But this was just the beginning of his tale. He heaved the Mk VI Spitfire’s joystick against the almost disobedient moan of her straining Rolls-Royce Merlin engine. The man’s blurring mind pleading a second prayer, with centrifugal forces nearly stalling the savage V12 brute mid-dive. Her wings were screaming under the strain. Moments after the ace pulled out of the nine-hundred kilometre-per-hour dive, he shook himself back into a reality check. The exhausting hour-long ordeal had left him with a lather of sweat which adhered to his flying suit like watery glue. Fear had saturated his veins with an intoxicating degree of adrenalin. The continuous bombardment of G-forces rendered his vision blurry and had stolen his usual clarity of thinking. He climbed to 26,000 feet. McAllister’s teal-blue eyes searched for his loyal and every airman’s best friend, the horizon line — and finally found it. The sun was low in the sky. The green fields of England loomed in the distance. The command to retreat was given. The pilot took a brief minute to reflect upon his two life-loves. His mind cast its way back to 1936, two years before he had even considered becoming a combat pilot. His first love, a beautiful, young, budding, British actress, Annabelle Strike, had been watching in the crowd, cheering him on to the finish line at the Berlin Olympic Games. His second love — that of being a world-class 5,000 metre runner had blossomed to reality, on the big stage. Although he did not win a medal, this eighteen-year-old athlete had proved himself a worthy contender by making the semi-finals. The look on his beloved Annabelle’s face was all the wiry young man had needed to empower him onto the next scheduled summer games in 1940, where London had won the right to host them. Needless to say, he never competed in those games — as history tells us they were cancelled due to the Second World War. He did, however, marry Annabelle whose face filled his mind at this precise moment in front of his Spitfire’s acrylic bubble canopy. His fatigued mind forged a wry grin onto his battle-wearied face. The brave squadron leader’s memory held a clear-cut vision of that day when the world had yet to be at loggerheads, and the only combat for him was on that running track in Berlin. He had been comprehensively beaten by Hans Frocklemüller, the elite German middle-distance runner. Hans eventually went on to claim the gold medal the following day in the final. He’d never forgotten the kind words of encouragement offered by Frocklemüller when he offered his big hand to haul Tyrone off the track. McAllister had engineered his personal best by just under four seconds, to try to reel in the leading pack. The Herculean effort had shredded his body to utter exhaustion, causing an ungainly staggering collapse, just metres past the finish line. The, then skinny, young up-and-comer had merely stared in awe of the maestro-of-the-track and just moments before they embraced, had replied; “You just wait Hans, in the next games in London, I will leave you in my dust!”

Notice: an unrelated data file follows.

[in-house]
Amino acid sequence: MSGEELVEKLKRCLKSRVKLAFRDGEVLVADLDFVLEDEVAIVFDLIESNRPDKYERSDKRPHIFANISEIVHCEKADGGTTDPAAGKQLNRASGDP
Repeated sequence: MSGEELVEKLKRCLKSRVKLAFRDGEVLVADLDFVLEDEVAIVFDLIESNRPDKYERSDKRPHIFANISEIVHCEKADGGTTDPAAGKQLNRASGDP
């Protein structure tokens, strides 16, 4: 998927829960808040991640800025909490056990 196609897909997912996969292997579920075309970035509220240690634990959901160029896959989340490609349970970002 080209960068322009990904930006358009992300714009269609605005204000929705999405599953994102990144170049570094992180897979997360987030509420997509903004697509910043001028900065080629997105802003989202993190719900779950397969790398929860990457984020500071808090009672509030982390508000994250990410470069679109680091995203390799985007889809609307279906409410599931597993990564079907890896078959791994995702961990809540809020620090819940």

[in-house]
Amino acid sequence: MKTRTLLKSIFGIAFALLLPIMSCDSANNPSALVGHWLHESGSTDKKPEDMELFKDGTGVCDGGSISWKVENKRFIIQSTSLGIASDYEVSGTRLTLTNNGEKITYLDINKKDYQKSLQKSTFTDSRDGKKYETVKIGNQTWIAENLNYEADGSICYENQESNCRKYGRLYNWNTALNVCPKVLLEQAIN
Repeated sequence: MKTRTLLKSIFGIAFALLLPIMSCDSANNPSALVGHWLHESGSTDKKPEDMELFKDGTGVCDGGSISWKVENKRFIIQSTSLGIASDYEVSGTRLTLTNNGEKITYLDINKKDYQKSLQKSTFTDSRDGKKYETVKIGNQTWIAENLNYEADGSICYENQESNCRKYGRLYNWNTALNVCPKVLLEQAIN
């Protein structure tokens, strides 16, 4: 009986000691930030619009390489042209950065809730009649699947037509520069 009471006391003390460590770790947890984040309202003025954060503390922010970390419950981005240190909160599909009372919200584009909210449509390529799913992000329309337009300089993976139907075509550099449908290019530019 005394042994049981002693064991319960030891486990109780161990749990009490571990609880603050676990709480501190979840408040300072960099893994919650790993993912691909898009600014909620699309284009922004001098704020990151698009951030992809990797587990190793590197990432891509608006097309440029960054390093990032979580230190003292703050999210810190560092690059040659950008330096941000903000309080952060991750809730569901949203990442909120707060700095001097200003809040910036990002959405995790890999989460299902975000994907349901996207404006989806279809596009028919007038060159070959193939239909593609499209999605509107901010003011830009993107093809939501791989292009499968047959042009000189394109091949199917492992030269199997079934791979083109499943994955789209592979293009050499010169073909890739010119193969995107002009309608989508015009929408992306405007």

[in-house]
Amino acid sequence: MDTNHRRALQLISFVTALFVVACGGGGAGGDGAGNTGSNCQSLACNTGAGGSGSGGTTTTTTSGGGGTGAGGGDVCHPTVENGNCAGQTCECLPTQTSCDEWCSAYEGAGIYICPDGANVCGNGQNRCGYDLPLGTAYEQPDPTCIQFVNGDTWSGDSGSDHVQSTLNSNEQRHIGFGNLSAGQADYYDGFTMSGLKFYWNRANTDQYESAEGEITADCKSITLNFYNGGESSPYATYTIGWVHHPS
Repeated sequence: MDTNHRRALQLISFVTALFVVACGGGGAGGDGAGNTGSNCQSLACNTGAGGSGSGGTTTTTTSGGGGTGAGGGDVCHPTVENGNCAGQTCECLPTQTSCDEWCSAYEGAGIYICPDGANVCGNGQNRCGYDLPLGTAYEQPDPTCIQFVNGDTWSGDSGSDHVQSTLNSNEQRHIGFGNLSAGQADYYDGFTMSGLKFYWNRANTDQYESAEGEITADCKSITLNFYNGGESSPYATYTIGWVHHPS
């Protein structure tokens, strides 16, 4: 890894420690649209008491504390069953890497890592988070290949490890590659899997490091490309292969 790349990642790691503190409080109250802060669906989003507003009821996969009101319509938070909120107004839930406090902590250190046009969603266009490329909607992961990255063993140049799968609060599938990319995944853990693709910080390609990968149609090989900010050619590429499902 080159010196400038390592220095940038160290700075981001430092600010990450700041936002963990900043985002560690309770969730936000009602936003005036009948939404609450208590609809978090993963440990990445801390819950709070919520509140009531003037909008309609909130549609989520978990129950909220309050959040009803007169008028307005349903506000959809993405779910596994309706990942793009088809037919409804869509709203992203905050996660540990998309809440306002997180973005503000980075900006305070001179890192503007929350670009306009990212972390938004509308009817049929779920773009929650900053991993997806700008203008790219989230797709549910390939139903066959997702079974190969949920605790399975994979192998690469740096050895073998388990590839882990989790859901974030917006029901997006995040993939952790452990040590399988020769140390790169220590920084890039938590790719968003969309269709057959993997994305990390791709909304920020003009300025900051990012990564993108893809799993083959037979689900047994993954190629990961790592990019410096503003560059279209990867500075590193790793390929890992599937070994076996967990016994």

Frocklemüller’s reply of; “I certainly hope so my young comrade… your spirit deserves it. I certainly hope so!” was exemplified by several solid pats on his back. The two bonding athletes had no notion whatsoever of the war which was to follow three years later, and how they would never meet again to compete.